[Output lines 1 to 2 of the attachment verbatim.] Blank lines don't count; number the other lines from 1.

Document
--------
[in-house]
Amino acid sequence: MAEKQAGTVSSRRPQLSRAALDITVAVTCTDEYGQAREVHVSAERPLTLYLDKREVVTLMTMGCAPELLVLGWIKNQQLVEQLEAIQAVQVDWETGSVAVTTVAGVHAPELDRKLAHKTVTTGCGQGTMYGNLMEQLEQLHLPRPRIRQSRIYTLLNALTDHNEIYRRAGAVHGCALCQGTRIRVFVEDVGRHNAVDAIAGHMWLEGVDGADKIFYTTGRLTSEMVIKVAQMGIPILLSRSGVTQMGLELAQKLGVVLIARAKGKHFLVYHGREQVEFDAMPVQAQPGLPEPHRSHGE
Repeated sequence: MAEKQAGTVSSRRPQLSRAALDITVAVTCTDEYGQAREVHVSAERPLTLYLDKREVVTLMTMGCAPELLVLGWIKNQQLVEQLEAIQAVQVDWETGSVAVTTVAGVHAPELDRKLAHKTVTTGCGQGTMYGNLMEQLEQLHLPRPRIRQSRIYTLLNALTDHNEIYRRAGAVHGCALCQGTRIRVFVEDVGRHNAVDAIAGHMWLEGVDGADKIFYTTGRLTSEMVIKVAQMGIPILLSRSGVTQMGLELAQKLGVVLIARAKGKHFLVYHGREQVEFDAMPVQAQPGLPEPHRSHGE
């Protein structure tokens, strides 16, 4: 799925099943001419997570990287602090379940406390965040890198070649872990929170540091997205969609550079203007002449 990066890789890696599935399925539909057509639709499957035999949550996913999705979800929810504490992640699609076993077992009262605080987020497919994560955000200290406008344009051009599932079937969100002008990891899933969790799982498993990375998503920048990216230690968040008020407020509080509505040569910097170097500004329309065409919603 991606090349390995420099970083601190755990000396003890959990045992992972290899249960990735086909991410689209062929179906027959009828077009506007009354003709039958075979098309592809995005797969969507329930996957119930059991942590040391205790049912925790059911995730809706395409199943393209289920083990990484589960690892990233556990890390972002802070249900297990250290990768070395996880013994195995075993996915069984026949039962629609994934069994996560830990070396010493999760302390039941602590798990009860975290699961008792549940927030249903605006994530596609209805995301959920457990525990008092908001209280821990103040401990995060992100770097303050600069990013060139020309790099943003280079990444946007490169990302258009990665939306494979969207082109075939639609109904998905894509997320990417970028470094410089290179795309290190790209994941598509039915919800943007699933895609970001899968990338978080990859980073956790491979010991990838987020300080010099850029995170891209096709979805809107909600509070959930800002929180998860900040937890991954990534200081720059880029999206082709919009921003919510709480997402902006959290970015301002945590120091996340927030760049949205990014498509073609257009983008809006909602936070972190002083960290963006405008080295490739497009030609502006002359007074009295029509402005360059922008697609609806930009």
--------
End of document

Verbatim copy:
[in-house]
Amino acid sequence: MAEKQAGTVSSRRPQLSRAALDITVAVTCTDEYGQAREVHVSAERPLTLYLDKREVVTLMTMGCAPELLVLGWIKNQQLVEQLEAIQAVQVDWETGSVAVTTVAGVHAPELDRKLAHKTVTTGCGQGTMYGNLMEQLEQLHLPRPRIRQSRIYTLLNALTDHNEIYRRAGAVHGCALCQGTRIRVFVEDVGRHNAVDAIAGHMWLEGVDGADKIFYTTGRLTSEMVIKVAQMGIPILLSRSGVTQMGLELAQKLGVVLIARAKGKHFLVYHGREQVEFDAMPVQAQPGLPEPHRSHGE